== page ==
Airboat operator needs 2nd vote to run tours from Nags Head

By on May 12, 2015

airboat2A Virginia airboat operator will have to wait another month to find out whether his prospective tour boat business will be a go in Nags Head this summer.

Jamie Moore wants to bring Outer Banks Adventure Tours to Causeway Watersports, where owners once ran a similar airboat business more than a decade ago that was eventually shut down for noise violations.

Commissioners 3 to 2 last week to allow for the limited use of an airboat rental passenger operation in the town’s commercial recreation overlay district on the Roanoke Sound near the Nags Head-Manteo causeway.

But without a supermajority, Moore’s request will have to return to the board for a second vote on June 3.

If it garners at least a 3 to 2 majority a second time around, the site plan for Moore’s business will be considered that same day. If approved, it would operate under a one-year sunset clause.

Moore on said he was frustrated by the delay, but added that he counted the vote as a “victory.”

“I was a little frustrated, but at the same time . . . they didn’t say no,” he said.

While complaints of noise eventually prompted the town to essentially ban airboats in the mid-1990s, Moore says technology has come a long way and he assured commissioners that noise wouldn’t be an issue.

If approved, Moore said, Outer Banks Adventures would be the only commercial airboat operation for hire in North Carolina. With two years running a similar business in Poquoson, Va., Moore told commissioners he has never had a noise complaint.

He hopes to provide everything from tours that explore the ecology and culture of the area, build-your-own adventure excursions and fishing and clamming trips. Swamp tours in Alligator River National Wildlife Refuge may also be on the horizon, he said.

Planning Board Chairman Mark Cornwell told commissioners his board listened to the operation of Moore’s airboat at various idle speeds. “Every member agreed noise wasn’t going to be an issue.” He likened the sound to a souped-up pick-up, an 18-wheeler or a motorcycle, saying there are far more intrusive noises along the causeway.

With an eco-tourism certification from the state of Virginia, Moore said he is a good steward of the environment and would enhance neighboring businesses by providing a unique facet of tourism on the Outer Banks.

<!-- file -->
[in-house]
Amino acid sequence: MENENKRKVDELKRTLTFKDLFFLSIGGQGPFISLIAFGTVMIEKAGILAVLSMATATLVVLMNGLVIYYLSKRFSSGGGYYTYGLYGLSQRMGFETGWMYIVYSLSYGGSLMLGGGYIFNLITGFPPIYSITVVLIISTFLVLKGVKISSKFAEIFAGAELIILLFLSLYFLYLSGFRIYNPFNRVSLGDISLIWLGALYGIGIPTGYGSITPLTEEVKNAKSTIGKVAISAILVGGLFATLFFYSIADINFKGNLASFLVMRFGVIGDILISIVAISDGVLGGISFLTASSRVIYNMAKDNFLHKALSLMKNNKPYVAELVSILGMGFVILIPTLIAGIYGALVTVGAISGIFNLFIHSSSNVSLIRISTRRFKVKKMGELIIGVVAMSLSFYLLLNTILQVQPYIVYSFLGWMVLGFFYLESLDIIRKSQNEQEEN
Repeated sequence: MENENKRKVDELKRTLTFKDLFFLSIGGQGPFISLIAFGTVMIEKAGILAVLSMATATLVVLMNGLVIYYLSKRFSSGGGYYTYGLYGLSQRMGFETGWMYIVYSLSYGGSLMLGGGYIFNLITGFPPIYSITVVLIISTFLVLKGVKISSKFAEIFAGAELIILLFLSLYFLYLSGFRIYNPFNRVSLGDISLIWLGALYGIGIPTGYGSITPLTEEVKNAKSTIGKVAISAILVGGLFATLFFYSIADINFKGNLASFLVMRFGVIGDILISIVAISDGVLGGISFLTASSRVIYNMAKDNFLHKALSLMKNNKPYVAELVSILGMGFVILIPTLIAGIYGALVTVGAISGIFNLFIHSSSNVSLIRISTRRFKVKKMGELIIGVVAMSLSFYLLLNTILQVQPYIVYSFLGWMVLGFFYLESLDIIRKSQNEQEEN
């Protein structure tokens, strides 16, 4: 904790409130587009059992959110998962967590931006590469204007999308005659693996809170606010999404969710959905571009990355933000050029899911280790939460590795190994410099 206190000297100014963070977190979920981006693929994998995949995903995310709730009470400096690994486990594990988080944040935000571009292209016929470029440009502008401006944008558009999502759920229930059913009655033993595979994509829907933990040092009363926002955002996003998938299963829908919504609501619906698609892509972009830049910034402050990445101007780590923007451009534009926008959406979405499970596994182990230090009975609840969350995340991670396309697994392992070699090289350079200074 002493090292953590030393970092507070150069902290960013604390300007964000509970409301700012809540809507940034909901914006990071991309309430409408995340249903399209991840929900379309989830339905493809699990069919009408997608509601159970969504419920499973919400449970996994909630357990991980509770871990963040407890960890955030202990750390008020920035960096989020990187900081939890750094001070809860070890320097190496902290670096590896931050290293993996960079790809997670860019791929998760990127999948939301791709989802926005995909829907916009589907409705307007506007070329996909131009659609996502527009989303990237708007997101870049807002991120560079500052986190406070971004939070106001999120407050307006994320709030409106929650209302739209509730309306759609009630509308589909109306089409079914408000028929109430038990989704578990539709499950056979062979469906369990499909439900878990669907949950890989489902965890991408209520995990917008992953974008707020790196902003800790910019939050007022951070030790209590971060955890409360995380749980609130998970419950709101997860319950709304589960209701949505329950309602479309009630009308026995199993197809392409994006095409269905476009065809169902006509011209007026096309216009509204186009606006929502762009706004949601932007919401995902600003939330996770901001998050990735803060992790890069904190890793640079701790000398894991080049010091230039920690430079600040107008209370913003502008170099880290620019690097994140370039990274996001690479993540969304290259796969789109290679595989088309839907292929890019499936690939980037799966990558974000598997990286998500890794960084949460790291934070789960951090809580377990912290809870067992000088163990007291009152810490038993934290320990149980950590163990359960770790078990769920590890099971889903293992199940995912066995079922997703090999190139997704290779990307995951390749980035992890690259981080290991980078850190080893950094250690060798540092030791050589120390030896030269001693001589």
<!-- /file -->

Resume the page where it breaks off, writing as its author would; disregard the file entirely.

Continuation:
But Garry Oliver, owner of Fishing Unlimited on the Nags Head-Manteo Causeway, wasn’t as excited about the proposal. He told commissioners he still remembers the noise airboats made back in the 1990s.

“For two years, we suffered through the worst sounds. When that engine was fired up in the morning, it was awful,” he said.

Oliver also said he was concerned about the environmental impact to the estuaries and creeks and conflicts between kayakers and the airboat.

John Harris, owner of Kitty Hawk Kites who also operates a kayak, jet ski and dolphin tours at a nearby site, called Moore’s operation a welcome asset to Nags Head.

Under the zoning amendment, airboats would be allowed as a conditional use in the recreational overlay district, which stretches along the bypass from Forbes Street near the old Windmill Point site south across the causeway.

If approved, the amendment would require airboats to use an automotive-style factory muffler, underwater exhaust or other device designed to muffle sound. Additionally, they would also be required to idle for a minimum of 900 feet from any shoreline in the town before elevating, or “going on plane.”

Operators must also meet state and federal guidelines for operating the vessels, possess an eco-tourism certification and have a minimum of 200 documented hours of operation time.

No more than two airboats could operate within the district. Moore proposes to use just one. The boats are also prohibited from entering into or passing over marsh grass.

With a sunset clause, Moore said, the burden of proof falls on him. “If my operation doesn’t meet the cut, I won’t be in business,” he said.

Commissioners Marvin Demers and Mayor Bob Edwards cast the dissenting votes.

Edwards said such an operation is against the quiet, family operation that is so cherished in Nags Head. “We are reaching a limit on what we can do on the sound side, and this opens the door to other operations,” he said.

He said he didn’t want to see Nags Head become the “airboat mecca of the East Coast.”

But Commissioner Renee Cahoon said that although she had grave concerns about the noise, she thought the town should see how it unfolds.

“I’m interested to see how technology has changed,” she said. “If we didn’t have the sunset clause, I probably wouldn’t be voting for it.”

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